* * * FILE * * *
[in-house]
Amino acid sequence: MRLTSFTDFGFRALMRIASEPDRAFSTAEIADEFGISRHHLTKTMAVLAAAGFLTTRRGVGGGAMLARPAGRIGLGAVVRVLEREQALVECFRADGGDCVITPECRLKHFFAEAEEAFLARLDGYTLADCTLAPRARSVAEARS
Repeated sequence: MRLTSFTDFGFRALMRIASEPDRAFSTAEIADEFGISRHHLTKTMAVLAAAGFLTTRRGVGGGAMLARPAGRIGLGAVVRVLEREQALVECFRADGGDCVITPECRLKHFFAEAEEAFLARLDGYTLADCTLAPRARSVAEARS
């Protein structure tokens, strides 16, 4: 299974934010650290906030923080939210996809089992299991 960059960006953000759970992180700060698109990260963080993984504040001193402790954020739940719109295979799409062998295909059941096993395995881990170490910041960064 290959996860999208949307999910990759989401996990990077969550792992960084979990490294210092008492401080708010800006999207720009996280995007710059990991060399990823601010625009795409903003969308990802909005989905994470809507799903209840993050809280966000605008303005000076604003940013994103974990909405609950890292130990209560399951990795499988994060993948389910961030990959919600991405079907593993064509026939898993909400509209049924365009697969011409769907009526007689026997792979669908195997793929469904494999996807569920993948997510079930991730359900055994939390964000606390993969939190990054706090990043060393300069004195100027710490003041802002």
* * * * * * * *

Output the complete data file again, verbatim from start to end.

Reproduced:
[in-house]
Amino acid sequence: MRLTSFTDFGFRALMRIASEPDRAFSTAEIADEFGISRHHLTKTMAVLAAAGFLTTRRGVGGGAMLARPAGRIGLGAVVRVLEREQALVECFRADGGDCVITPECRLKHFFAEAEEAFLARLDGYTLADCTLAPRARSVAEARS
Repeated sequence: MRLTSFTDFGFRALMRIASEPDRAFSTAEIADEFGISRHHLTKTMAVLAAAGFLTTRRGVGGGAMLARPAGRIGLGAVVRVLEREQALVECFRADGGDCVITPECRLKHFFAEAEEAFLARLDGYTLADCTLAPRARSVAEARS
């Protein structure tokens, strides 16, 4: 299974934010650290906030923080939210996809089992299991 960059960006953000759970992180700060698109990260963080993984504040001193402790954020739940719109295979799409062998295909059941096993395995881990170490910041960064 290959996860999208949307999910990759989401996990990077969550792992960084979990490294210092008492401080708010800006999207720009996280995007710059990991060399990823601010625009795409903003969308990802909005989905994470809507799903209840993050809280966000605008303005000076604003940013994103974990909405609950890292130990209560399951990795499988994060993948389910961030990959919600991405079907593993064509026939898993909400509209049924365009697969011409769907009526007689026997792979669908195997793929469904494999996807569920993948997510079930991730359900055994939390964000606390993969939190990054706090990043060393300069004195100027710490003041802002």